Welcome back to my study/review of 1 Corinthians. If you missed the previous parts of this study, you can find them HERE.
1 Corinthians 11:27-34
27 Whoever, therefore, eats the bread or drinks the cup of the Lord in an unworthy manner will be guilty concerning the body and blood of the Lord. 28 Let a person examine himself, then, and so eat of the bread and drink of the cup. 29 For anyone who eats and drinks without discerning the body eats and drinks judgment on himself. 30 That is why many of you are weak and ill, and some have died.31 But if we judged ourselves truly, we would not be judged. 32 But when we are judged by the Lord, we are disciplined so that we may not be condemned along with the world.33 So then, my brothers, when you come together to eat, wait for one another— 34 if anyone is hungry, let him eat at home—so that when you come together it will not be for judgment. About the other things I will give directions when I come.
Paul gives some final words of warning to the Corinthians regarding Communion. From Ellicott’s Bible Commentary, starting with its note for verse 27:
(27) Wherefore whosoever shall eat this bread, and drink this cup of the Lord . . .—Better, Wherefore, whosoever eats the bread or drinks the cup of the Lord. The entire weight of MS. evidence is in favour of the conjunction “or,” not “and,” which was probably retained in the English version lest the disjunctive “or” might seem to favour the practice of receiving in one kind only. It is, however, clear that if in these early days there was a considerable interval between the receiving the bread and the wine, it would have been quite possible for a partaker to have received one only unworthily, and the Apostle intimates that in either case he is guilty.
Sin was the cause of that body being broken and that blood shed, and therefore the one who unworthily uses the symbols of them becomes a participator in the very guilt of those who crucified that body and shed that blood.
The Pulpit Commentaries also draws attention to the translation issue from this verse:
And drink this cup. This ought to be rendered, or drink this cup. It seems to be one of the extremely few instances in which the translators of our Authorized Version were led by bias into unfaithful rendering. They may have persuaded themselves that the apostle must have meant “and;” but their duty as translators was to translate what he said, not what they supposed him to have meant. What he meant was that it was possible to partake in a wrong spirit either of the bread or the cup. King James’s translators thought that, by rendering the word or, they might seem to favour communion in one kind only. St. Paul’s meaning was that a man might Lake either element of the sacrament unworthily. Unworthily. We are all “unworthy”—” unworthy so much as to gather up the crumbs under Christ’s table;” yet not one of us need eat or drink unworthily, that is, in a careless, irreverent, defiant spirit. Guilty of. He draws on himself the penalty due to “crucifying to himself the Son of God afresh,” by “putting him to an open shame.”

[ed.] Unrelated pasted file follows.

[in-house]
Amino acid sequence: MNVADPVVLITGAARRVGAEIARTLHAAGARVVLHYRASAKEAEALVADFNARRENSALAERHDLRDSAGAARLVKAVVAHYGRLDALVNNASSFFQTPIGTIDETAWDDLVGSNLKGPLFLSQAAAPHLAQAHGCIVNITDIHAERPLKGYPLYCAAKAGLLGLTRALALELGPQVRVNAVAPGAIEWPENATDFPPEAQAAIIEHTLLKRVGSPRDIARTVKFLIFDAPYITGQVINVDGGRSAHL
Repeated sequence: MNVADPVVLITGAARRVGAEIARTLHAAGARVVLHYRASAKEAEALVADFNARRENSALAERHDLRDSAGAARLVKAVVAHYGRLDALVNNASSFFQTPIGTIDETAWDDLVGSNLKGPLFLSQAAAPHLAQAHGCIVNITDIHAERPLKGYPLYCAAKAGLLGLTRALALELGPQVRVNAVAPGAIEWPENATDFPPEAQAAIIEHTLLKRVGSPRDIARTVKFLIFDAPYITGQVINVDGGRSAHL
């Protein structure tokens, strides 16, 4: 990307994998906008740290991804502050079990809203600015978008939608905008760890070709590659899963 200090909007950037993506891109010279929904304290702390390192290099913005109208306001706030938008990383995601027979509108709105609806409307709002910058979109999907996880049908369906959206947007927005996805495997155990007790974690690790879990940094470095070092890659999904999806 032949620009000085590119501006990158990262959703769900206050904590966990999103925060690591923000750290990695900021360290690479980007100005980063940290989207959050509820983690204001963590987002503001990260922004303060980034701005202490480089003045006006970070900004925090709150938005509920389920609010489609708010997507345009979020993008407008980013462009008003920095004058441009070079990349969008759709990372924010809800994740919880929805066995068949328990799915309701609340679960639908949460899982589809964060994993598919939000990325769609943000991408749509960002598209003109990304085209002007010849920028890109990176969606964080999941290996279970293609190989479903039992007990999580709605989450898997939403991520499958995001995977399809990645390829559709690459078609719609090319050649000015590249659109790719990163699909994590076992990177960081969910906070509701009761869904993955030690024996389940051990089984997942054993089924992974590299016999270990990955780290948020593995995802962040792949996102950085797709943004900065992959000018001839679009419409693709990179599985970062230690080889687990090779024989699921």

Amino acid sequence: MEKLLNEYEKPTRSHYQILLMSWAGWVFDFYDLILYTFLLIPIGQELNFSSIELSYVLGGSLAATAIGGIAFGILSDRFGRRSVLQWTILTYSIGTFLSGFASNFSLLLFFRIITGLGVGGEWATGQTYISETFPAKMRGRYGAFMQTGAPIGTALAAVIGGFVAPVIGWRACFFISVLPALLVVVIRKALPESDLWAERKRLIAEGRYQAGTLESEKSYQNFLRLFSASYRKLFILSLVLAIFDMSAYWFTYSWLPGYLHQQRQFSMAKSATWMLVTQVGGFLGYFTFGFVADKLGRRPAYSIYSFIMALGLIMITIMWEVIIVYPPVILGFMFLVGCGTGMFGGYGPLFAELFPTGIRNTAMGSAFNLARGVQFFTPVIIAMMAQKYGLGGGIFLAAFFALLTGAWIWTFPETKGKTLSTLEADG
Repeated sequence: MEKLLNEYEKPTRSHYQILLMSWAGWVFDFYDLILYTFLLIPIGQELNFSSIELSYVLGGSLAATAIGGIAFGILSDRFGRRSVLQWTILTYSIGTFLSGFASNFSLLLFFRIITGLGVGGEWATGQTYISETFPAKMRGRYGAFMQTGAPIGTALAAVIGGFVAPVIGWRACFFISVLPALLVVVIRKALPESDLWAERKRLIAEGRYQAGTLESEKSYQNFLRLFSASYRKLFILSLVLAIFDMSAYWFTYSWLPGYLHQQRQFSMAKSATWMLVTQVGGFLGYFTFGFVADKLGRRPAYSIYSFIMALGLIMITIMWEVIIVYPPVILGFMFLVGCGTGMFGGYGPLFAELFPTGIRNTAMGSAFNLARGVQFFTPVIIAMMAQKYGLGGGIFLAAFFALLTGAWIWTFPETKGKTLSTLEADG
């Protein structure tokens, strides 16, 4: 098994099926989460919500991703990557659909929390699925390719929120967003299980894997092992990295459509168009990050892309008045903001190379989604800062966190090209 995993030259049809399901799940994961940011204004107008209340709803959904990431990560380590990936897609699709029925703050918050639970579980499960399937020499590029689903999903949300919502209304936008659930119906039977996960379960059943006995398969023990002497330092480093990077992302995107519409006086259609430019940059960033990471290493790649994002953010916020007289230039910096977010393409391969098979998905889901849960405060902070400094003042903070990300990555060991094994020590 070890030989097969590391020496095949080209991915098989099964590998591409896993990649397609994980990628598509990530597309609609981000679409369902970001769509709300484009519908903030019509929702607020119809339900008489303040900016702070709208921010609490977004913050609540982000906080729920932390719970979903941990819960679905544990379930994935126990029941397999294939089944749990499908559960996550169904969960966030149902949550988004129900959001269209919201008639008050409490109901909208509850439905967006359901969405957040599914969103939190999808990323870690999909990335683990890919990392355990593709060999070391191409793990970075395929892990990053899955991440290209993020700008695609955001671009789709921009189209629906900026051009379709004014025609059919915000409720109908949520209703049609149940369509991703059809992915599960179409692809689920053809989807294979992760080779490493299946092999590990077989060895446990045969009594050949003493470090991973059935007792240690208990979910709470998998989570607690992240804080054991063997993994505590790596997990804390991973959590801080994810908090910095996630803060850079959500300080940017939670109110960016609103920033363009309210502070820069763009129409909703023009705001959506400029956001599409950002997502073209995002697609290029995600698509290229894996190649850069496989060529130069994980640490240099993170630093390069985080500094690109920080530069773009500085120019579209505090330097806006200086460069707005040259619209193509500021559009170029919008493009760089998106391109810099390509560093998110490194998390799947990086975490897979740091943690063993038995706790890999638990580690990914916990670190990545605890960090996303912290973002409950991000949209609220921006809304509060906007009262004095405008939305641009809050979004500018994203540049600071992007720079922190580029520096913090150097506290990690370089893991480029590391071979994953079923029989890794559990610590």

The two notes remind us of the value of reading from multiple translations, when doing a study, as well as reading through commentaries at the same time.
As to the point being made by Paul, he does not want anyone to partake of Communion unworthily.
in an unworthy manner = ἀναξίως, adverb [from Sophicles down], in an unworthy manner:
Continuing on to verse 28, in The Pulpit Commentaries:
Let a man examine himself. The verb means “let him test his own feelings;” put them to the proof, to see whether they be sincere or not. He must “wash his hands in innocency,” and so come to God’s altar (see Matthew 5:22, Matthew 5:23; 2 Corinthians 13:5). And so. Soberly, that is; seriously, humbly, and with due reverence.